If a claimant is pursuing a personal injuries claim funded by a CFA, and the solicitors’ firm goes into administration, can the CFA be assigned to a new firm? No, says the County Court at Liverpool. In Jones v Spiral Healthcare (unreported, 11th September 2015, transcript available on Westlaw), the original CFA was entered into validly in 2012. In 2014 the Claimant’s solicitors’ firm became insolvent. Administrators were appointed. The administrators sold all of the extant CFA-funded PI claims to a new firm which took them over. The transaction was supported by a deed of assignment between the administrators and the new firm which was intended by both parties to achieve a transfer of all of the existing CFAs so that the new firm could act on the existing terms. The claim of Jones succeeded and the Claimant’s solicitors claimed the costs due under the CFA, including costs incurred after the assignment. However the Court held that it isn’t possible to assign a CFA. The Court distinguished Jenkins v Young Brothers [2006] 1WLR 3189, in which the High Court had held that it is possible to assign a CFA, on the factual basis that Jenkins involved a client following an individual solicitor whereas in Jones there was no evidence that the Claimant cared about which solicitor was acting for him and so the assignment was a simple business transaction. The Court held that what the parties thought was an assignment was in fact a novation, i.e. a new contract on the same terms as the old, and that the new contract was invalid because it did not comply with the Conditional Fee Agreements Order 2013 which required a success fee to be limited to 25% of general damages. In consequence, the costs due under the old CFA were recoverable but those incurred since the novation were not.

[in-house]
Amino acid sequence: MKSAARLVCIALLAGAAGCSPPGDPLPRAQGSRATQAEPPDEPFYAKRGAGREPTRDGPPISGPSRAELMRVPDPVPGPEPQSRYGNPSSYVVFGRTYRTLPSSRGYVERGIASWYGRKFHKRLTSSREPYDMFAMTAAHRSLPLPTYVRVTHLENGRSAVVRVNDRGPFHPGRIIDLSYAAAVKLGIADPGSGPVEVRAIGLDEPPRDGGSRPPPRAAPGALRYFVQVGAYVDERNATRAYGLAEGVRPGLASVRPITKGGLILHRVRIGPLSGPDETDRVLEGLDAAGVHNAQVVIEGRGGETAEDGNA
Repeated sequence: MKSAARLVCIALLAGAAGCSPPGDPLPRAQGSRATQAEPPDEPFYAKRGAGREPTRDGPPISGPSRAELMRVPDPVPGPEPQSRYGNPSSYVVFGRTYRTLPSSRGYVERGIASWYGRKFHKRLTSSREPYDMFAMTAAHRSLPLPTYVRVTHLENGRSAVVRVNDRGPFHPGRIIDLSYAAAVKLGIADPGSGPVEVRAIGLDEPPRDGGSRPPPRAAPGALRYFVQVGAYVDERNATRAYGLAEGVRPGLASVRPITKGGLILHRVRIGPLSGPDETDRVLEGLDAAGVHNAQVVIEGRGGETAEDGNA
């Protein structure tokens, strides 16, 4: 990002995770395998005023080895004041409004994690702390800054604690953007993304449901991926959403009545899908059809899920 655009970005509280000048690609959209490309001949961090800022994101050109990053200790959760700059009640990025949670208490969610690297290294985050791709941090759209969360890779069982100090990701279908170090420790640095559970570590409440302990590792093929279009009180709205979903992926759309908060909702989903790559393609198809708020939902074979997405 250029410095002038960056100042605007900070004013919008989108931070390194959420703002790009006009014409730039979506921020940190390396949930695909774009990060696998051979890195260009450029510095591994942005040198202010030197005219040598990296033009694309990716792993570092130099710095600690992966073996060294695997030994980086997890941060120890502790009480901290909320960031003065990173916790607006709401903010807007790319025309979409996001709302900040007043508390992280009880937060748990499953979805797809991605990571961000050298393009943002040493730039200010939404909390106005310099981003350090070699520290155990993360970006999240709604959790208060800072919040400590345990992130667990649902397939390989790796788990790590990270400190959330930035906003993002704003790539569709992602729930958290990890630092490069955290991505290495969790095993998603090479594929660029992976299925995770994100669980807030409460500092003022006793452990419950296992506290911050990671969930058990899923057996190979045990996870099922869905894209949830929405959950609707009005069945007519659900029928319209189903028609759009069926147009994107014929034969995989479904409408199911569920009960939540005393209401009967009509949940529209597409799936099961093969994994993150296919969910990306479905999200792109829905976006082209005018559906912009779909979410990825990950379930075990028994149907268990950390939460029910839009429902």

It does seem a nonsense that two contracting parties who intend their agreement to be an assignment, have to run the risk that a Court will tell them that contrary to both of their wishes, it is not an assignment but a novation. That is particularly so when the client’s interests were protected in exactly the same manner as they had been all along. However the practical lesson is that those who acquire CFA-funded cases from other firms, whether those firms are insolvent or not, will have to enter into a new CFA with the client and claim their costs under that.